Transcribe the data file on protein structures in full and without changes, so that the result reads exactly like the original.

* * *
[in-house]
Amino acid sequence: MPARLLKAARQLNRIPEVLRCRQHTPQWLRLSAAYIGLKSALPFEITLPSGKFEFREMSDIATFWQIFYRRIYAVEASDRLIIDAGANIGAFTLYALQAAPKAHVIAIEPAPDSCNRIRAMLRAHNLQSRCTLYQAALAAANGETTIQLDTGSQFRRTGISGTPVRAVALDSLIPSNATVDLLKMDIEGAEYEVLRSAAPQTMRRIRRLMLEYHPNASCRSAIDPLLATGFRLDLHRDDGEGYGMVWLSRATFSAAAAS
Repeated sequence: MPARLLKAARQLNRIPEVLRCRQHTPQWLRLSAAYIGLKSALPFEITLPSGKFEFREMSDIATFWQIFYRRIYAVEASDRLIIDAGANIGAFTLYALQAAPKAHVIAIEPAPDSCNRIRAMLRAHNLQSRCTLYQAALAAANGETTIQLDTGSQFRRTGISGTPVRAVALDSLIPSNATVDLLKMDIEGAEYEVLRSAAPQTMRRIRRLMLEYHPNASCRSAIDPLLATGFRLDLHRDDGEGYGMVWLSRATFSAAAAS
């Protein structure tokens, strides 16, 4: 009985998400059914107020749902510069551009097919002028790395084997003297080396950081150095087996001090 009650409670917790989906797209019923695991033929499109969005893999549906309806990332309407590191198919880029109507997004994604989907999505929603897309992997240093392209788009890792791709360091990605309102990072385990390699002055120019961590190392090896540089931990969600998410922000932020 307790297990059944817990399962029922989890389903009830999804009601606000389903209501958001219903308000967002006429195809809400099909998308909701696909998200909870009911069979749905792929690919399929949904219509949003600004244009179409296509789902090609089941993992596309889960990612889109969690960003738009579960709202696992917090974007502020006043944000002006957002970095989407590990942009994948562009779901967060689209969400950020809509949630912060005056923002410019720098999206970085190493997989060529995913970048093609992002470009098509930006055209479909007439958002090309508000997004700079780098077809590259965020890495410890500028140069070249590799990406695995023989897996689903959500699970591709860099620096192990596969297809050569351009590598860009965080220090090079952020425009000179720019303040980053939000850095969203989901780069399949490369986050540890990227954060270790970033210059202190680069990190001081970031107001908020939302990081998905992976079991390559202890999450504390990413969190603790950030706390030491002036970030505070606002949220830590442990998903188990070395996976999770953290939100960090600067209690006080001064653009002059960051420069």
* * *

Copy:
[in-house]
Amino acid sequence: MPARLLKAARQLNRIPEVLRCRQHTPQWLRLSAAYIGLKSALPFEITLPSGKFEFREMSDIATFWQIFYRRIYAVEASDRLIIDAGANIGAFTLYALQAAPKAHVIAIEPAPDSCNRIRAMLRAHNLQSRCTLYQAALAAANGETTIQLDTGSQFRRTGISGTPVRAVALDSLIPSNATVDLLKMDIEGAEYEVLRSAAPQTMRRIRRLMLEYHPNASCRSAIDPLLATGFRLDLHRDDGEGYGMVWLSRATFSAAAAS
Repeated sequence: MPARLLKAARQLNRIPEVLRCRQHTPQWLRLSAAYIGLKSALPFEITLPSGKFEFREMSDIATFWQIFYRRIYAVEASDRLIIDAGANIGAFTLYALQAAPKAHVIAIEPAPDSCNRIRAMLRAHNLQSRCTLYQAALAAANGETTIQLDTGSQFRRTGISGTPVRAVALDSLIPSNATVDLLKMDIEGAEYEVLRSAAPQTMRRIRRLMLEYHPNASCRSAIDPLLATGFRLDLHRDDGEGYGMVWLSRATFSAAAAS
């Protein structure tokens, strides 16, 4: 009985998400059914107020749902510069551009097919002028790395084997003297080396950081150095087996001090 009650409670917790989906797209019923695991033929499109969005893999549906309806990332309407590191198919880029109507997004994604989907999505929603897309992997240093392209788009890792791709360091990605309102990072385990390699002055120019961590190392090896540089931990969600998410922000932020 307790297990059944817990399962029922989890389903009830999804009601606000389903209501958001219903308000967002006429195809809400099909998308909701696909998200909870009911069979749905792929690919399929949904219509949003600004244009179409296509789902090609089941993992596309889960990612889109969690960003738009579960709202696992917090974007502020006043944000002006957002970095989407590990942009994948562009779901967060689209969400950020809509949630912060005056923002410019720098999206970085190493997989060529995913970048093609992002470009098509930006055209479909007439958002090309508000997004700079780098077809590259965020890495410890500028140069070249590799990406695995023989897996689903959500699970591709860099620096192990596969297809050569351009590598860009965080220090090079952020425009000179720019303040980053939000850095969203989901780069399949490369986050540890990227954060270790970033210059202190680069990190001081970031107001908020939302990081998905992976079991390559202890999450504390990413969190603790950030706390030491002036970030505070606002949220830590442990998903188990070395996976999770953290939100960090600067209690006080001064653009002059960051420069």